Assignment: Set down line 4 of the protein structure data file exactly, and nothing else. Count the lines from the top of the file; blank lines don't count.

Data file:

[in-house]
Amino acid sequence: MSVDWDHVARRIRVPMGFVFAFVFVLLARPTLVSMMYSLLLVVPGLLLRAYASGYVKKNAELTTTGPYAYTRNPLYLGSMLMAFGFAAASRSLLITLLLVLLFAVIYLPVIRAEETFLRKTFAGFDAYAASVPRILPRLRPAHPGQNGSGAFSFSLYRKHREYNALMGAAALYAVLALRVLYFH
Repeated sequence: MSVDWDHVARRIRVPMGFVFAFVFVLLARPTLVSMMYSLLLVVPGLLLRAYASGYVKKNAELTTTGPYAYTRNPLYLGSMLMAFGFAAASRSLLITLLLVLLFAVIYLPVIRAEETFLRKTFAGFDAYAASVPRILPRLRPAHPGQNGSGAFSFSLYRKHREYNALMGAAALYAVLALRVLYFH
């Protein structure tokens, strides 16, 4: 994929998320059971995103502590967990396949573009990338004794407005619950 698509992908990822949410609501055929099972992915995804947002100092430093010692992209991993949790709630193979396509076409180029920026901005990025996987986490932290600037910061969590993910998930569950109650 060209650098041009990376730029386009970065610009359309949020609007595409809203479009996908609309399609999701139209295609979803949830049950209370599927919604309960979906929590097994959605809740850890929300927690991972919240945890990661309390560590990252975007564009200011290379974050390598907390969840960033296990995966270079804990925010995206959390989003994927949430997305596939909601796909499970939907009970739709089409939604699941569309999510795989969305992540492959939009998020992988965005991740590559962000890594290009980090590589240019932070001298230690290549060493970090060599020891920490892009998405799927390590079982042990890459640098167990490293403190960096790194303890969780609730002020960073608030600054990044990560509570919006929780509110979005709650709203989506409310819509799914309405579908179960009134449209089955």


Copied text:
């Protein structure tokens, strides 16, 4: 994929998320059971995103502590967990396949573009990338004794407005619950 698509992908990822949410609501055929099972992915995804947002100092430093010692992209991993949790709630193979396509076409180029920026901005990025996987986490932290600037910061969590993910998930569950109650 060209650098041009990376730029386009970065610009359309949020609007595409809203479009996908609309399609999701139209295609979803949830049950209370599927919604309960979906929590097994959605809740850890929300927690991972919240945890990661309390560590990252975007564009200011290379974050390598907390969840960033296990995966270079804990925010995206959390989003994927949430997305596939909601796909499970939907009970739709089409939604699941569309999510795989969305992540492959939009998020992988965005991740590559962000890594290009980090590589240019932070001298230690290549060493970090060599020891920490892009998405799927390590079982042990890459640098167990490293403190960096790194303890969780609730002020960073608030600054990044990560509570919006929780509110979005709650709203989506409310819509799914309405579908179960009134449209089955």